The claimant in Li v First Marine Solutions Ltd and Moutrey was a senior project engineer working on major oil rig contract. Under her contract she had to give one month's notice and there was also a provision saying:
"If an employee leaves, without working the appropriate notice, the company will deduct a sum equal in value to the salary payable for the shortfall in the period of notice."
When the claimant resigned, she refused to work her notice because she claimed (erroneously, the Tribunal found) to have outstanding holiday. The employer applied the shortfall clause and deducted a full month’s salary from money otherwise due to her. The claimant argued that it operated as a penalty for leaving employment and was therefore unenforceable.
The Tribunal and the EAT concluded that the clause was not a penalty; it was a genuine pre-estimate of the losses that might be incurred if, at short notice, a replacement for the claimant had to be recruited. There had been a previous EAT case where a very similar clause was found to be a penalty clause but that concerned a very different type of employee – a driver who ought to be easily replaceable – whereas this employee was a senior professional on a high salary who had been specifically headhunted for a particular project and could be difficult (and expensive) to replace at short notice.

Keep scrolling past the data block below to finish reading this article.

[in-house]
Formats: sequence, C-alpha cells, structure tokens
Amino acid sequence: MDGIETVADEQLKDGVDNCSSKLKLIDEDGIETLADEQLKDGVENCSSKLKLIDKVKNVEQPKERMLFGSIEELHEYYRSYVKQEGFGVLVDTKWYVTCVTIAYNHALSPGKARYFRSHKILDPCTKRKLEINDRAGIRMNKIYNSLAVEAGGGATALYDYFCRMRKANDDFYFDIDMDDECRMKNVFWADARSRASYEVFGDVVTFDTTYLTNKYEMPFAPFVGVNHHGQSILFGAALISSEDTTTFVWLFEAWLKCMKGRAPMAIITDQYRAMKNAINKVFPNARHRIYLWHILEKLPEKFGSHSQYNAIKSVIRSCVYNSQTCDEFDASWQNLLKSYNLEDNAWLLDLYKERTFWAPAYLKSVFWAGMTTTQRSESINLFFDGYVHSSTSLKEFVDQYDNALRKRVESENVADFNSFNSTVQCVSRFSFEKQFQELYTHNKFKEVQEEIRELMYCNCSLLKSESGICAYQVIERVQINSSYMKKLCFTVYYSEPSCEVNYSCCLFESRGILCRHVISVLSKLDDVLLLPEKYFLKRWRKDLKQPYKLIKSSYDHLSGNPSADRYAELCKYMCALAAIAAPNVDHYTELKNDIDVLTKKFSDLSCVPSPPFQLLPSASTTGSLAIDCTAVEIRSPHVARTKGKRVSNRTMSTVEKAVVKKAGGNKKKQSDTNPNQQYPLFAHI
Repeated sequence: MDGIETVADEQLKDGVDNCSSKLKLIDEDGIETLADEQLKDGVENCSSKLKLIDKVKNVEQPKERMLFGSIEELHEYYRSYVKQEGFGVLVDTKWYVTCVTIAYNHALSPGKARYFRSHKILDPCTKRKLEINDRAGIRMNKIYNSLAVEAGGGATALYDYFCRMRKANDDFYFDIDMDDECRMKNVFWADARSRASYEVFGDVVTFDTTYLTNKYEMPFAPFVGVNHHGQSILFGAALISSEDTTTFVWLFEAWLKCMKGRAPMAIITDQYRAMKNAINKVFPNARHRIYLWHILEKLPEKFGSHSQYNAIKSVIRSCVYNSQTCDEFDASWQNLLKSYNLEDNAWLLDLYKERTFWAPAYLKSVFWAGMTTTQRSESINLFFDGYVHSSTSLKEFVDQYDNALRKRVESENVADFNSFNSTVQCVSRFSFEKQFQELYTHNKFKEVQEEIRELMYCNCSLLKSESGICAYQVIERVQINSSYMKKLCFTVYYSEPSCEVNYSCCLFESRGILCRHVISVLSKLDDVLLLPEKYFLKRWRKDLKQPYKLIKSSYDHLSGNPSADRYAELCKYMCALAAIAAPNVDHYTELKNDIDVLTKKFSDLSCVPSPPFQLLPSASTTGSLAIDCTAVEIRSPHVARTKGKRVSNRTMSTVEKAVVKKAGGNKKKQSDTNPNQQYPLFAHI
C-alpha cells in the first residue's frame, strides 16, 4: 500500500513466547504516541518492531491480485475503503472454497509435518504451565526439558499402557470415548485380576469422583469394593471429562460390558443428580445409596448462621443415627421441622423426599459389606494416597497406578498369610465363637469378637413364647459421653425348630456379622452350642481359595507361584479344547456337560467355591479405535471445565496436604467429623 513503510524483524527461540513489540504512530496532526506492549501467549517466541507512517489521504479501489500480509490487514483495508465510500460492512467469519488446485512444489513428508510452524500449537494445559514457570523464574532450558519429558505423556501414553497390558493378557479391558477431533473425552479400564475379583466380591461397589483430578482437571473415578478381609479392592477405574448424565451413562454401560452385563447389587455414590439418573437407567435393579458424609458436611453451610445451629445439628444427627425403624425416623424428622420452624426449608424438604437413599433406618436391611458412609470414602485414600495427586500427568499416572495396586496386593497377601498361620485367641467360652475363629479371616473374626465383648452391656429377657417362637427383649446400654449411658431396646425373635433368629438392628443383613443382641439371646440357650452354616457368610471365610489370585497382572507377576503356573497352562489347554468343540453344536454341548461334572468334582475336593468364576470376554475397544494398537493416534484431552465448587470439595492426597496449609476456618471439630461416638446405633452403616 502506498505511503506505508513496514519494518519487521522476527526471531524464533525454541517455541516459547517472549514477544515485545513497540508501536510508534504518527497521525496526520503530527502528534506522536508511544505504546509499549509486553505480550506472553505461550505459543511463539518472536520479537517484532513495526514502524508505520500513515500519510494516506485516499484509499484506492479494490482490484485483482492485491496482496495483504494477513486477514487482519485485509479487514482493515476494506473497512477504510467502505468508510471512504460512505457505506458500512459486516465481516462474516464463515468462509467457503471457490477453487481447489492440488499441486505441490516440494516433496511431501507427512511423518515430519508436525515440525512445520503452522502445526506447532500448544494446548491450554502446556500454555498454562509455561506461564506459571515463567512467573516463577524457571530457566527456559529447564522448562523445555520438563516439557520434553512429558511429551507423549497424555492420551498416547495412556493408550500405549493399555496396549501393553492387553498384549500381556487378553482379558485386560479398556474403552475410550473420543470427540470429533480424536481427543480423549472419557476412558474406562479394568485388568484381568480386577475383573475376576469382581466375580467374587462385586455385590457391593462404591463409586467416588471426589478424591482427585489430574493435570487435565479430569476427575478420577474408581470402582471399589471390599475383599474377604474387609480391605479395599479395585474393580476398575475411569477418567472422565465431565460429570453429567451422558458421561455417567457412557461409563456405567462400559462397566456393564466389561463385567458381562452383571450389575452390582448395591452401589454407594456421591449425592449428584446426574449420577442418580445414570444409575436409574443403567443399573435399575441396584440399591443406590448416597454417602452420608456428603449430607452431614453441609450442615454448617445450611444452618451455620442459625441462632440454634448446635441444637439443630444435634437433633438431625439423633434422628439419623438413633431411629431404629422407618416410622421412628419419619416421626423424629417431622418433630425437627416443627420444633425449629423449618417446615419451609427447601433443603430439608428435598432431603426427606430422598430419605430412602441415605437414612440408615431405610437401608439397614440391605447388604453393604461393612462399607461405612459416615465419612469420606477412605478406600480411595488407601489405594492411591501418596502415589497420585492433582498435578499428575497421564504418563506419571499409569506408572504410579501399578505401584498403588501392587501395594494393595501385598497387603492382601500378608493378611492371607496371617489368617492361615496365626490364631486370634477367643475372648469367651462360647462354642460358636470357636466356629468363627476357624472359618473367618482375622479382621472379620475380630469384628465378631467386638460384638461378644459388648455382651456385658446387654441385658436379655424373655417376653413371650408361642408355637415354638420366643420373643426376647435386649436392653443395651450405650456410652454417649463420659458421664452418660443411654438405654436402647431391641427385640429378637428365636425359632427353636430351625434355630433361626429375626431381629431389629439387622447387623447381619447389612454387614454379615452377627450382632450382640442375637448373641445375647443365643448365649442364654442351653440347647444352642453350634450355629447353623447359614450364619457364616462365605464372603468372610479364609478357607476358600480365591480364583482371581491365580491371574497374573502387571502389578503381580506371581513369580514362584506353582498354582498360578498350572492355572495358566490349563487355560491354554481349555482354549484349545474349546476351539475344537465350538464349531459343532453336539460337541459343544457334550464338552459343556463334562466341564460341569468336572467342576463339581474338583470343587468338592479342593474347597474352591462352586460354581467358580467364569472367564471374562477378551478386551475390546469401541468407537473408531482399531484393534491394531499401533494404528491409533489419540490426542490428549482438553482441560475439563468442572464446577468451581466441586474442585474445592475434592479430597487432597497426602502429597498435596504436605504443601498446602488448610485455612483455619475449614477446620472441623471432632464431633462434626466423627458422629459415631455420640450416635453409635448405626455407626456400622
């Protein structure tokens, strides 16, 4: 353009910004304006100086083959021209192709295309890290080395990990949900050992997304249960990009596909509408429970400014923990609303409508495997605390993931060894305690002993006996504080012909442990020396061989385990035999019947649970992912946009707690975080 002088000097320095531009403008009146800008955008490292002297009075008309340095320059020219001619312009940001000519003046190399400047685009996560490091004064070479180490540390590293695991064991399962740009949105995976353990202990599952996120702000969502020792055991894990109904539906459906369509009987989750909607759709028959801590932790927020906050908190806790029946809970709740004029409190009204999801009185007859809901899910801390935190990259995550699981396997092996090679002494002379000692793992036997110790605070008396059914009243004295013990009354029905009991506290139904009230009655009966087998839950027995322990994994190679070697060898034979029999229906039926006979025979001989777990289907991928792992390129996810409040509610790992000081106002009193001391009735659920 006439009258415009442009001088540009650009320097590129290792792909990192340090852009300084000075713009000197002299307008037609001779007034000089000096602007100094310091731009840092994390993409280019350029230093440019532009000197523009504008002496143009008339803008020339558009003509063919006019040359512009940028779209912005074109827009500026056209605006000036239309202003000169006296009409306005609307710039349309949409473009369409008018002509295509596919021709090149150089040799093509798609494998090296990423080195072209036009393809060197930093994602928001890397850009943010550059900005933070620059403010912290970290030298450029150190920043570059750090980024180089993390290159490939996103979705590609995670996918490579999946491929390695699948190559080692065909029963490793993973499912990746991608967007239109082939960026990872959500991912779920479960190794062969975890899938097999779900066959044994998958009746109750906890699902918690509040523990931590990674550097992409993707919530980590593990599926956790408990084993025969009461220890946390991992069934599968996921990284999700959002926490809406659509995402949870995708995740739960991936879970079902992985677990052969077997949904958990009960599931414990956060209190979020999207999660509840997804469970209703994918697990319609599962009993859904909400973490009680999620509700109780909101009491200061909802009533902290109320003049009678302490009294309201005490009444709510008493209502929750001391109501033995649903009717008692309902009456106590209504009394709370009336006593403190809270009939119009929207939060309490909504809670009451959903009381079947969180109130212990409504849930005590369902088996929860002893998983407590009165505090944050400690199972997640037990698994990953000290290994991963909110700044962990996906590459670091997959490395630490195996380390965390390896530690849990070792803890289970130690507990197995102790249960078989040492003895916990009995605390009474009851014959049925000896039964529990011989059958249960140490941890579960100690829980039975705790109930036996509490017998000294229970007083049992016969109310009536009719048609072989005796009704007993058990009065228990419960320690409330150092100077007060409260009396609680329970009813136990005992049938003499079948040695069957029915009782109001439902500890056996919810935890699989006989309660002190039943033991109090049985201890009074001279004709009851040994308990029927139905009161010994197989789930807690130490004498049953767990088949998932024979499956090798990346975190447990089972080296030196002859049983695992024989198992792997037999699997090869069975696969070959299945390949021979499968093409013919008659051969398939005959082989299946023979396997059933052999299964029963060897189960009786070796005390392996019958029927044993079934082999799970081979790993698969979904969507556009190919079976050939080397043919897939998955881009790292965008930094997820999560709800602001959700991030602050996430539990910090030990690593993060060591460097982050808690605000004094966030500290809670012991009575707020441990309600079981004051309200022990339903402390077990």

The EAT did comment that it was not entirely satisfied that the parties' intention at the time the contract was signed was that it was a complete (and therefore "genuine") pre-estimate of damages; there was no clear evidence that the company had in mind the additional expenses of recruitment and replacement that might result from early termination, for example. As a result, the EAT warned that this should not be regarded as a precedent for future cases. The bottom line was that the onus was on the employee to show that it was a penalty clause and she had not been able to do this.